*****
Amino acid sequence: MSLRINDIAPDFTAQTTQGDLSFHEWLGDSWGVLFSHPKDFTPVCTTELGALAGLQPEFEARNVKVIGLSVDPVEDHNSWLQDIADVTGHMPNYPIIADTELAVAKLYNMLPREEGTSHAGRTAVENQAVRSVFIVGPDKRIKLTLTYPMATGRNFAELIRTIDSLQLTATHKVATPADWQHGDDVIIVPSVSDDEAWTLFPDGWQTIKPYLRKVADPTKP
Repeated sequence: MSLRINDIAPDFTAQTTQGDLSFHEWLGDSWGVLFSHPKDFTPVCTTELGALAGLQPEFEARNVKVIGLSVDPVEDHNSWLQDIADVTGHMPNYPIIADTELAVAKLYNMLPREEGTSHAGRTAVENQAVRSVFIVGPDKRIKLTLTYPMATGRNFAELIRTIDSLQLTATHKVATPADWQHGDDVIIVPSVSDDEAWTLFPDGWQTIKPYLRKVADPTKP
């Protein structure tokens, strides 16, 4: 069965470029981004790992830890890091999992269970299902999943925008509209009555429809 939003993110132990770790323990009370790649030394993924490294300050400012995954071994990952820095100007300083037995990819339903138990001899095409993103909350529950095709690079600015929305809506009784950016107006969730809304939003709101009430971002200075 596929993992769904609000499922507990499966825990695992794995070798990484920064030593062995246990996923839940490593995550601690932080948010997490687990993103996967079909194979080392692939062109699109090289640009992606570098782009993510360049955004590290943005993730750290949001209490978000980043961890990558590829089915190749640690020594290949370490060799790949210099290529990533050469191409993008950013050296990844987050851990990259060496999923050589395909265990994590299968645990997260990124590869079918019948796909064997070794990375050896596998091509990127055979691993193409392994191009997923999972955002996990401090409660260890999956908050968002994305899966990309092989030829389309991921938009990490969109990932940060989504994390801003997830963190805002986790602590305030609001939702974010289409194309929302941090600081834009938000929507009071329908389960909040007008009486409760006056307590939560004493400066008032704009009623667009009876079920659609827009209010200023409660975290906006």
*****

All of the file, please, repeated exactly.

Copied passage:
Amino acid sequence: MSLRINDIAPDFTAQTTQGDLSFHEWLGDSWGVLFSHPKDFTPVCTTELGALAGLQPEFEARNVKVIGLSVDPVEDHNSWLQDIADVTGHMPNYPIIADTELAVAKLYNMLPREEGTSHAGRTAVENQAVRSVFIVGPDKRIKLTLTYPMATGRNFAELIRTIDSLQLTATHKVATPADWQHGDDVIIVPSVSDDEAWTLFPDGWQTIKPYLRKVADPTKP
Repeated sequence: MSLRINDIAPDFTAQTTQGDLSFHEWLGDSWGVLFSHPKDFTPVCTTELGALAGLQPEFEARNVKVIGLSVDPVEDHNSWLQDIADVTGHMPNYPIIADTELAVAKLYNMLPREEGTSHAGRTAVENQAVRSVFIVGPDKRIKLTLTYPMATGRNFAELIRTIDSLQLTATHKVATPADWQHGDDVIIVPSVSDDEAWTLFPDGWQTIKPYLRKVADPTKP
């Protein structure tokens, strides 16, 4: 069965470029981004790992830890890091999992269970299902999943925008509209009555429809 939003993110132990770790323990009370790649030394993924490294300050400012995954071994990952820095100007300083037995990819339903138990001899095409993103909350529950095709690079600015929305809506009784950016107006969730809304939003709101009430971002200075 596929993992769904609000499922507990499966825990695992794995070798990484920064030593062995246990996923839940490593995550601690932080948010997490687990993103996967079909194979080392692939062109699109090289640009992606570098782009993510360049955004590290943005993730750290949001209490978000980043961890990558590829089915190749640690020594290949370490060799790949210099290529990533050469191409993008950013050296990844987050851990990259060496999923050589395909265990994590299968645990997260990124590869079918019948796909064997070794990375050896596998091509990127055979691993193409392994191009997923999972955002996990401090409660260890999956908050968002994305899966990309092989030829389309991921938009990490969109990932940060989504994390801003997830963190805002986790602590305030609001939702974010289409194309929302941090600081834009938000929507009071329908389960909040007008009486409760006056307590939560004493400066008032704009009623667009009876079920659609827009209010200023409660975290906006």